In post-Katrina New Orleans, Nola Céspedes is hoping for a meatier assignment from her editor at the Times-Picayune. When she gets it, she's both excited and scared. She's been tapped to investigate sex offenders: Has rehabilitation worked? Do these men have any kind of life after prison? And what happened to all those who slipped off the grid in the aftermath of the hurricane?
In the meantime, a tourist has gone missing, and Nola starts to take an almost obsessive interest in the case. Can her research for the newspaper article give her insights into the disappearance?
Joy Castro's Hell or High Water is part mystery, part psychological study of Nola, and part expose of a city in crisis. Of the three aspects of the novel, it's Nola's story that is the most intriguing. Nola's personality is complex, and she clearly has issues. The combination of her work, her secret behavior, and her public persona is eating away at her psyche. I needed to keep reading to find out how or if Nola finds resolution. Although I wasn't as focused on the missing woman as Nola was, I looked for clues and failed to guess who done it.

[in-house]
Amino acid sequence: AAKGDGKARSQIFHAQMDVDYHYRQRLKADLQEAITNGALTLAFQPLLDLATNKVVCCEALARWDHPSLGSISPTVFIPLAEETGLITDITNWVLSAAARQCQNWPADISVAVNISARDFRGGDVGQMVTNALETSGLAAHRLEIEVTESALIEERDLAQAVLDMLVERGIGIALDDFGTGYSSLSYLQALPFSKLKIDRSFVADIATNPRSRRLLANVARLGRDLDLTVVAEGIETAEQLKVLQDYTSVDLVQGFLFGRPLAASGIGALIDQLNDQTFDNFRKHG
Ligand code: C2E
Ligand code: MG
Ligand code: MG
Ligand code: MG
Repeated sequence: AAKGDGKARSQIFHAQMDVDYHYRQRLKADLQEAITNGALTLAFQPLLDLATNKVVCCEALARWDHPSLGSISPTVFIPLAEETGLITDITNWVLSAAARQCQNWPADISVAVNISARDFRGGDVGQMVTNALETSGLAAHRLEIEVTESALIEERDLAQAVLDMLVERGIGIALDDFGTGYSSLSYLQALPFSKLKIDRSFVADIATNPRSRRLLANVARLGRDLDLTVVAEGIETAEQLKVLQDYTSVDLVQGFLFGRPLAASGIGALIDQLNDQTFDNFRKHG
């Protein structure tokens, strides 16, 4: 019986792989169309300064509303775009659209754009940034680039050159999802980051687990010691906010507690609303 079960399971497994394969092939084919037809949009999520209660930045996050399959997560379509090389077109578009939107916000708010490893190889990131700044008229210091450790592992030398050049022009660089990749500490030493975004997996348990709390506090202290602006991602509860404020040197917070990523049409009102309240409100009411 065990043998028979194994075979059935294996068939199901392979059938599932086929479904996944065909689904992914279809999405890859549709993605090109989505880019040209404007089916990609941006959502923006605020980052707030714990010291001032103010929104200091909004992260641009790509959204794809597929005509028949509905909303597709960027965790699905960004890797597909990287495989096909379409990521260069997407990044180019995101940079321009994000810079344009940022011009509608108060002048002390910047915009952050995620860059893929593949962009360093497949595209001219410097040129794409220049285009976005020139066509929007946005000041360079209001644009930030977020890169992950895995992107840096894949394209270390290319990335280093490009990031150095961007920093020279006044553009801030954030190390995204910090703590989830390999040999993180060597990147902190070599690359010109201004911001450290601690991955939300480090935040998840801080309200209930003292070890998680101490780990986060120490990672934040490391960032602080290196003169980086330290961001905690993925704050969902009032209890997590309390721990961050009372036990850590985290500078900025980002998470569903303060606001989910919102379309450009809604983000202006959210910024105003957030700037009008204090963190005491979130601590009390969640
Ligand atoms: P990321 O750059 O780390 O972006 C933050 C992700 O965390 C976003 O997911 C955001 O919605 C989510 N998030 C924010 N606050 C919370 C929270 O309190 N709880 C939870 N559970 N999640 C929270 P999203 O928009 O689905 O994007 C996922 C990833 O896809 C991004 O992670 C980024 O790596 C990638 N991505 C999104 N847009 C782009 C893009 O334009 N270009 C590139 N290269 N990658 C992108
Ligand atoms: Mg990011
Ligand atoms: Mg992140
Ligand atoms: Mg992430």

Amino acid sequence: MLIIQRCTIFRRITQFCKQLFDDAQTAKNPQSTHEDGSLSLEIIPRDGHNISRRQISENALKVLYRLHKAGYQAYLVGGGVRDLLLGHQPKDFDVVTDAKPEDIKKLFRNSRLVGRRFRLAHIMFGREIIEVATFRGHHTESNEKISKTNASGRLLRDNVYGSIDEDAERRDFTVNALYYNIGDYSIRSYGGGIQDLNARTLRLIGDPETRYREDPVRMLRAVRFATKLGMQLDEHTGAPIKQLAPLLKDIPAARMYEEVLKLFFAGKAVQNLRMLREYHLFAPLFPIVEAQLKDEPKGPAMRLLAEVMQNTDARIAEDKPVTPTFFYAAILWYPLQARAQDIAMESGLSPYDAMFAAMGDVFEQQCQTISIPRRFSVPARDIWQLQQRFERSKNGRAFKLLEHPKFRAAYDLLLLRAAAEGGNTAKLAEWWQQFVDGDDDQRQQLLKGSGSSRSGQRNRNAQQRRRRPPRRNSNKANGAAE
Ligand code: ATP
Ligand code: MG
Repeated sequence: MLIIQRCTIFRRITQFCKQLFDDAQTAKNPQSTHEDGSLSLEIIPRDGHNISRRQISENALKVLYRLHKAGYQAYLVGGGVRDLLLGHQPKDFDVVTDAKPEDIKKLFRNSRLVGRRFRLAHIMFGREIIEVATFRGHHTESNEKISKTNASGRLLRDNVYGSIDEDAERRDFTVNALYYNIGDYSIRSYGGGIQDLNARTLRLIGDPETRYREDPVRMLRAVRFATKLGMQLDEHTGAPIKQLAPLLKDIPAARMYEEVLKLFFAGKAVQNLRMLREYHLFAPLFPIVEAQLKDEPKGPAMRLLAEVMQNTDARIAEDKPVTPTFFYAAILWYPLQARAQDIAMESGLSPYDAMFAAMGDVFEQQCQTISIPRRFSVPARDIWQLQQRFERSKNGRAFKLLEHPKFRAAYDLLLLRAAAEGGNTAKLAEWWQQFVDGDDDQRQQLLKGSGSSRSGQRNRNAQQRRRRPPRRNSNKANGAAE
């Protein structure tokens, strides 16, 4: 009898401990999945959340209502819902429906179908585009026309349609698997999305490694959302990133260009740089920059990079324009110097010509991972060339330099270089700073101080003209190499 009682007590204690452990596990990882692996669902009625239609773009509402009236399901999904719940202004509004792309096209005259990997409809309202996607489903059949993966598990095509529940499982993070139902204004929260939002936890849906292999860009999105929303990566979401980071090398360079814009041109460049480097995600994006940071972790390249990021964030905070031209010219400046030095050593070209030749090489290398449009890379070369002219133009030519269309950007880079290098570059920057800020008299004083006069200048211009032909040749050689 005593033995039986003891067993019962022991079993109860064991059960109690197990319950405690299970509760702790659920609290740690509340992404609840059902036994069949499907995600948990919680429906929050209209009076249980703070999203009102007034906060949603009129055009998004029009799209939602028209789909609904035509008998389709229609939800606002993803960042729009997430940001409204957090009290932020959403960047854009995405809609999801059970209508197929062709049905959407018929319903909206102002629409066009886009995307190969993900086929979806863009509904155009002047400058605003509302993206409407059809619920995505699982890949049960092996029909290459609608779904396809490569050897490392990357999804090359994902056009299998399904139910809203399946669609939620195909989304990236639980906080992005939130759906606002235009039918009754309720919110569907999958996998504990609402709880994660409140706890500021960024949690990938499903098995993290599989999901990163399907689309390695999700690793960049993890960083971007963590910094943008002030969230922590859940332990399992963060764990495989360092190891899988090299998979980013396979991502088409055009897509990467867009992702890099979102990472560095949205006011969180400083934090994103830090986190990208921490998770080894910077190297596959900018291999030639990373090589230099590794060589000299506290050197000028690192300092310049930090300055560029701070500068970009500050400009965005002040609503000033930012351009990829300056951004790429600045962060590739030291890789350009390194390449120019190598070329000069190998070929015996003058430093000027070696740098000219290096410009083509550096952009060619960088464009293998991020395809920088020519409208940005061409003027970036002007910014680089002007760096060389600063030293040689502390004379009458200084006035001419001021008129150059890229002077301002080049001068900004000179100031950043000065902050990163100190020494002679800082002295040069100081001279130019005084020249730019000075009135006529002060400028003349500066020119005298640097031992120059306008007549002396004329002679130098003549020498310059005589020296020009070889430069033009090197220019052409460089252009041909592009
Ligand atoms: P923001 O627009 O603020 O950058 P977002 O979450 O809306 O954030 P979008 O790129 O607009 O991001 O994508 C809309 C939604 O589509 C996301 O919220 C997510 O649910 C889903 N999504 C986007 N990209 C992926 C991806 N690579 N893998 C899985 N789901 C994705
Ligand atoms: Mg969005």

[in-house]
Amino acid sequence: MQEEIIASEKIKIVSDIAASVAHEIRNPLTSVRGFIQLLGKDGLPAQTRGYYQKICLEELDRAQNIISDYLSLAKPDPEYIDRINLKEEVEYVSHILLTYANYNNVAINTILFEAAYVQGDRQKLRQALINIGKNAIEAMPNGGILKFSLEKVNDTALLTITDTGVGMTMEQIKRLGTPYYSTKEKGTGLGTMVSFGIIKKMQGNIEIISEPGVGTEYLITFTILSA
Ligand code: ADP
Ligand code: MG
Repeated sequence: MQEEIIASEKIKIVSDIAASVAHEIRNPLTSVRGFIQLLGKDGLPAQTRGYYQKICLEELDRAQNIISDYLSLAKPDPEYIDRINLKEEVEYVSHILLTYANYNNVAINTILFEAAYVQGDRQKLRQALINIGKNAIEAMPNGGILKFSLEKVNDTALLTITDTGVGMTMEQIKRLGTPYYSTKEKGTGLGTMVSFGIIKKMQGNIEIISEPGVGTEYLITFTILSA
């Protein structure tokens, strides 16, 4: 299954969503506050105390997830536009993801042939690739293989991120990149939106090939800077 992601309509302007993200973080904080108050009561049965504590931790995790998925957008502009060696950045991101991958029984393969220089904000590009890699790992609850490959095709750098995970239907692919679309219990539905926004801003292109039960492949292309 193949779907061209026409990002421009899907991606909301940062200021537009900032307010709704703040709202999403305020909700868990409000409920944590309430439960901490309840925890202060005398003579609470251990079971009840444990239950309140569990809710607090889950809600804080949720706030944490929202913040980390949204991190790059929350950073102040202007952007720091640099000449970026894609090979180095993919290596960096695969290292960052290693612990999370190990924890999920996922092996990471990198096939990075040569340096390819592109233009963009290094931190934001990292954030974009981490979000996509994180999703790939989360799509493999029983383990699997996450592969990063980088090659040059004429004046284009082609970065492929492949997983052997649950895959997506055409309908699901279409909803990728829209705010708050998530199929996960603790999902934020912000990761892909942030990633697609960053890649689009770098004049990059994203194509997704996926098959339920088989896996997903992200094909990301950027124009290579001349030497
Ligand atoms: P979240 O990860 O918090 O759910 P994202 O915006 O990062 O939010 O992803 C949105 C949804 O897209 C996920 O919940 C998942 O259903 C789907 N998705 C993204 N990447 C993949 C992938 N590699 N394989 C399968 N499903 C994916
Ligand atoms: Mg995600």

Castro's descriptions of the city from Nola's point of view are particularly impressive because, according to her bio, she's never lived there, although I believe her husband is a New Orleans native. On the other hand, I felt that Castro may have included too many statistics about sex offenders, or perhaps it was that there were long sections of facts, which pulled me out of the story. This information would have served the novel better if it had been spread out more or revealed in some other form (as part of several conversations, for example).
Fortunately that minor problem did not take away from the novel as a whole. Nola Céspedes is the type of character you root for. So I was pleased to read that Joy Castro is writing a follow-up to Hell or High Water. I'd love to know how Nola is doing.
Published by St. Martin's Press / Thomas Dunne Books, July 17, 2012
Source: Review (see review policy)
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